"liquor distilled from the juice of sugar cane or molasses," 1650s, apparently a shortening of rumbullion (1651), rombostion (1652), words all of uncertain origin, but suspicion falls on rum (adj.) "excellent, fine, good, valuable;" the phrase rum bouse "good liquor" is attested from 1560s and through 17c. The English word was borrowed into Dutch, German, Swedish, Danish, Spanish, Portuguese, Italian, French, and Russian.
In the Library of Trinity College, Dublin, is a manuscript entitled "A briefe description of the Island of Barbados." It is undated but from internal evidence it must have been written about the year 1651. In describing the various drinks in vogue in Barbados, the writer says : "The chief fudling they make in the Island is Rumbullion alias Kill-Divill, and this is made of sugar canes distilled, a hot, hellish, and terrible liquor. ["The Etymology of the Word Rum," in Timehri, 1885]
Rum was used from c.1800 in North America as a general (hostile) name for intoxicating liquors, hence rum-runner and much other Prohibition-era slang.
Rum I take to be the name which unwashed moralists apply alike to the product distilled from molasses and the noblest juices of the vineyard. Burgundy in "all its sunset glow" is rum. Champagne, soul of "the foaming grape of Eastern France," is rum. ... Sir, I repudiate the loathsome vulgarism as an insult to the first miracle wrought by the Founder of our religion! [Oliver Wendell Holmes, "The Autocrat of the Breakfast-Table," 1871]
"excellent, fine, good, valuable," canting slang, 1560s, also rome, "fine," said to be from Romany rom "male, husband" (see Romany). A very common 16c. cant word (opposed to queer), as in rum kicks "Breeches of gold or silver brocade, or richly laced with gold or silver" [Grose, "Dictionary of the Vulgar Tongue," 1785].
By 1774 it also had come to mean rather the opposite: "odd, strange, bad, queer, spurious," perhaps because it had been so often used approvingly by rogues in reference to one another. Or perhaps this is a different word. This was the main sense after c. 1800.
Rom (or rum) and quier (or queer) enter largely into combination, thus--rom = gallant, fine, clever, excellent, strong; rom-bouse = wine or strong drink; rum-bite = a clever trick or fraud; rum-blowen = a handsome mistress; rum-bung = a full purse; rum-diver = a clever pickpocket; rum-padder = a well-mounted highwayman, etc.: also queere = base, roguish; queer-bung = an empty purse; queer-cole = bad money; queer-diver = a bungling pickpocket; queer-ken = a prison; queer-mort = a foundered whore, and so forth. [John S. Farmer, "Musa Pedestris," 1896]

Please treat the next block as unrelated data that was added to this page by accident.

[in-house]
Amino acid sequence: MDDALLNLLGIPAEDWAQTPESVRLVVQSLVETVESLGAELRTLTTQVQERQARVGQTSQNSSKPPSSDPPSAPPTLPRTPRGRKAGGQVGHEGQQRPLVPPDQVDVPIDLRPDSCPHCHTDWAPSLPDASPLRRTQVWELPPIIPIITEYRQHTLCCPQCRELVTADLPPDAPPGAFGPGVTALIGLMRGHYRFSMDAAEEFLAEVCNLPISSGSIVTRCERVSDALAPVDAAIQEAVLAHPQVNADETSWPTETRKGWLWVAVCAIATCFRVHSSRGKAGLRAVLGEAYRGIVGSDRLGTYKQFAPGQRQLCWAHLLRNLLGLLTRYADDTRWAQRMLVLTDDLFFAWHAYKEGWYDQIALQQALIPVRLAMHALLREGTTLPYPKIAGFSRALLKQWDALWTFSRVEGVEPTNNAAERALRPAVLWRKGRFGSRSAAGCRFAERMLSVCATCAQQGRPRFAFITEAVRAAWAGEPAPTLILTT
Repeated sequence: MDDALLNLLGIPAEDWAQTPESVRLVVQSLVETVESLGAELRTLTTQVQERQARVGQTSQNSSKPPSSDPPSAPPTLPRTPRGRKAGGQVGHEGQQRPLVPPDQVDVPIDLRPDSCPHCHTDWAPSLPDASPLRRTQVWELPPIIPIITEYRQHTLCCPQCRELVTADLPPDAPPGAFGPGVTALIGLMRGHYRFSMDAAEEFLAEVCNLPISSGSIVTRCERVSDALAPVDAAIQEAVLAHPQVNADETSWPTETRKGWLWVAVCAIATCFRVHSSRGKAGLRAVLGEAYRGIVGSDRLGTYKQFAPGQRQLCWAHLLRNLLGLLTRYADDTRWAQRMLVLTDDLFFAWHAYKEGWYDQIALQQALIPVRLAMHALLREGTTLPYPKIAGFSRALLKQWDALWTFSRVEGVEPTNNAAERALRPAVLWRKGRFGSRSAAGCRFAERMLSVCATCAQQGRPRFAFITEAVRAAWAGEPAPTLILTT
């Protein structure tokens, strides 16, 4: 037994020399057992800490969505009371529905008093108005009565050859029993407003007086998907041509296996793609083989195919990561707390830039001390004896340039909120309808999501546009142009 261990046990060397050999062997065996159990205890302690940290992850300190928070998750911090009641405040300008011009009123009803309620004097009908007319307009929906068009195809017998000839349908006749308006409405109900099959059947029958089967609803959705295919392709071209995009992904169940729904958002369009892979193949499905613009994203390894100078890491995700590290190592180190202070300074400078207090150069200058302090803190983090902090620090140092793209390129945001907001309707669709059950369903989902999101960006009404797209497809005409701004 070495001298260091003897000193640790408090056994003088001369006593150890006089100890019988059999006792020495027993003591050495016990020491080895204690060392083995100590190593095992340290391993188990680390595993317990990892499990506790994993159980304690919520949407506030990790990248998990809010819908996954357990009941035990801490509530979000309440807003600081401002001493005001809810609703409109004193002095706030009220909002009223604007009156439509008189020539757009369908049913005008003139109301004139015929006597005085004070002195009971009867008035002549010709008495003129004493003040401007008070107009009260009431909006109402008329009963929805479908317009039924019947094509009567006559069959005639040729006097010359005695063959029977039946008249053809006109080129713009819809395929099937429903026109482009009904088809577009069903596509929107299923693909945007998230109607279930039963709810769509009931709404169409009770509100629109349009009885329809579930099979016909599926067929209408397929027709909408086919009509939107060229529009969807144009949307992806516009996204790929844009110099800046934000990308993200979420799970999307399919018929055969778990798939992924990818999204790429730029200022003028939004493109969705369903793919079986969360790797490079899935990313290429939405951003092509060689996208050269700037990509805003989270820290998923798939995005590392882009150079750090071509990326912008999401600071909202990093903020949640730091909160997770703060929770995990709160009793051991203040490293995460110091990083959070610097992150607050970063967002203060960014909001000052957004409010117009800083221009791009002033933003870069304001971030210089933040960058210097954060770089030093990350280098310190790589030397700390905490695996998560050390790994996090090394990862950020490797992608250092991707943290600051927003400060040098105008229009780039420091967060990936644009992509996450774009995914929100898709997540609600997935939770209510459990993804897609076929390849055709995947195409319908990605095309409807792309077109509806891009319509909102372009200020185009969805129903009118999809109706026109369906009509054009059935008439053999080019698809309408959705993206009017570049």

1778, an arbitrary formation, one of what Farmer describes as "A class of colloquialisms compounded with an intensive prefix" (ram- or rum-), probably suggesting in part rum (adj.) in its old slang sense of "good, fine," and ramp (n.2). In this case apparently suggested by boisterous, robustious, bumptious, etc. Coined about the same time were rumbustical, rambumptious "conceited, self-assertive," rumgumptious "shrewd, bold, rash," rumblegumption, rambuskious "rough," rumstrugenous. Also compare ramshackle, rambunctious.
1540s, "arrange or stow (cargo) in a ship," from the noun rummage "act of arranging cargo in a ship" (1520s), a shortening of French arrumage "arrangement of cargo," from arrumer "to stow goods in the hold of a ship," from a- "to" + -rumer, which is probably from Germanic (compare Old Norse rum "compartment in a ship," Old High German rum "space," Old English rum; see room (n.)). Or else the whole word is from English room (n.) + -age.
The meaning "hunt through or search closely" (the hold of a ship)" is by 1610s; that of "disarrange, disorder, rout out by searching" (reversing the original sense) is from 1590s. Related: Rummaged; rummaging. The noun in the sense of "an act of rummaging, an overhauling search" is by 1753. A rummage sale (1803) originally was a sale at docks of unclaimed goods.
card game, by 1905, rhum, rhummy, a word of unknown origin, perhaps from the drink, by analogy with whisky poker, or from card-playing terms in German (Rum) or Dutch (roem), which are related to German Ruhm "glory, fame." Gin rummy is attested by 1941.
1700, "a distiller" (in colloquial rum-dropper), agent noun from drop (v.). Meaning "small tube from which liquid may be made to fall in drops" is by 1889.